If you're not familiar with the blog Ideas in Food, you probably should be. They're not your typical food blog, in that they don't really post highly detailed posts about the execution of recipes (though there are recipes)... they post most often about, well, ideas about cooking. Ideas that can be a little bit weird to the average home chef, like this post about watermelon breast, or this one about a corn omelet. Not stuff I'd necissarily ever want to replicate (though Michael Natkin has a really interesting riff on that seared watermelon idea), and many of their experiments are directed more towards professional chefs who are pushing the boundaries, but it's still quite interesting to see the thought process laid out. However, not everything they do requires an immersion circulator and a centrifuge... they also bring their culinary knowledge to bear on humble classics like macaroni and cheese, a recipe for which you can find in their recent book, Ideas in Food: Great Recipes and Why They Work (the recipe is also available in PDF form here).
So what exactly can highfalutin fancy pants food science bring to a dish as seemingly "settled" as macaroni and cheese? It's just cheese, cream, and pasta... what else do you need? Well they have two big ideas in play in this recipe. The first of which is soaking pasta:
Yeah, I know, right? You soak beans, not pasta... so what's going on here? Well it's related to that Harold McGee article about how you don't need a giant pot of water to cook pasta. As long as you have enough to hydrate the pasta, you can cook it in much less water than is traditional, so your pasta takes less time and energy to make, but you have to keep stirring it so that it doesn't stick... so not necessarily a trade off that seems worth it. Aki and Alex handle this by separating the hydration and the cooking with a cold water pre-soak of the pasta. While the soaking takes an hour or two, it gets the pasta to a "just before al dente" phase that really speeds up cooking, which you can drain and keep it in your fridge for a 2-3 days... and since the starch has been washed off of the surface of the pasta you don't need to worry about it sticking together. In other recipes they take this a step further and use the soak to infuse flavors into the pasta (like bbq sauce), but in this one it just gets your pasta elbows to the perfect state of doneness for use in macaroni and cheese without ever boiling water. It was perfectly cooked when it came out of the oven, and really quite impressive. While I don't know how often I'm really going to set aside an hour to soak pasta, I still think it's pretty awesome how well it works.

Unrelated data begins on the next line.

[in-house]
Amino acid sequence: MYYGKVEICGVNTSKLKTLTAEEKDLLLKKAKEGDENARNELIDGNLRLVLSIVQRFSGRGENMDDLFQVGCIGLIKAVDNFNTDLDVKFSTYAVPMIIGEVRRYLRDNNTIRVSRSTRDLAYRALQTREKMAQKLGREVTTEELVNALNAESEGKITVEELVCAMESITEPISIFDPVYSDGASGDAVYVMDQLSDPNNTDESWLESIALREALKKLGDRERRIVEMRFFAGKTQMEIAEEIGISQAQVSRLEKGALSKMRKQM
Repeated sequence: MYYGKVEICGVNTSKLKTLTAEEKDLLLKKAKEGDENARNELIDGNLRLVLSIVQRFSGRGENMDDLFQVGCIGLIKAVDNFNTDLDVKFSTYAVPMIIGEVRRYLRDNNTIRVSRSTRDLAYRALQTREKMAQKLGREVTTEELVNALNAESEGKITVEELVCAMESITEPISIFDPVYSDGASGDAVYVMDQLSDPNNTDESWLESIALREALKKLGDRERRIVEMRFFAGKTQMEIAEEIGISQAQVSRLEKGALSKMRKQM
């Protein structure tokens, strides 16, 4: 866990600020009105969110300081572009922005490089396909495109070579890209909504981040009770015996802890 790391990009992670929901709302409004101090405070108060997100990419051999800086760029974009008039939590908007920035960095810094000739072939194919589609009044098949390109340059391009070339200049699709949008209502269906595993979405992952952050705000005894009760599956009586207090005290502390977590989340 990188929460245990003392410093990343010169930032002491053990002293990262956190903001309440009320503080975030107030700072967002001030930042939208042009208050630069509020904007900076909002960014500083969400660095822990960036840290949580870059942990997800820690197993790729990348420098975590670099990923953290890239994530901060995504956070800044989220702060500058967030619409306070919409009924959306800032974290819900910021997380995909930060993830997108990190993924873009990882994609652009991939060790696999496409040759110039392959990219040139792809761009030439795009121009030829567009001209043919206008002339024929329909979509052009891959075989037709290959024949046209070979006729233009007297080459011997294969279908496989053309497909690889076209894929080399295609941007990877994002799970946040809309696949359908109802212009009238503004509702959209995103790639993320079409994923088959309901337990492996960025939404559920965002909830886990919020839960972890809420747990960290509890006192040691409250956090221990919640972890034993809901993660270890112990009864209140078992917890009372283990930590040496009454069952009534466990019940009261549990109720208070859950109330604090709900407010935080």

The second big idea, which I've mentioned before, is using a can of evaporated milk instead of cream as the dairy element. As someone who has curdled some dairy dishes (see the link above), I think this idea is fairly genius. You're getting a fraction of the fat compared to heavy cream, but it's just as stable and resistant to curdling. In addition, the slightly caramelized flavor of evaporated milk really works in this application, pairing nicely with the cheese and cayenne. I'm a big fan
So a pretty cool recipe, and a pretty cool cookbook. Would I make this macaroni and cheese again? Probably not exactly, but I learned a lot in the making and I'll certainly use these ideas moving forward... and what more of a cookbook can you ask than that? Expect to see a couple more posts about my experiences with their recipes in the coming weeks.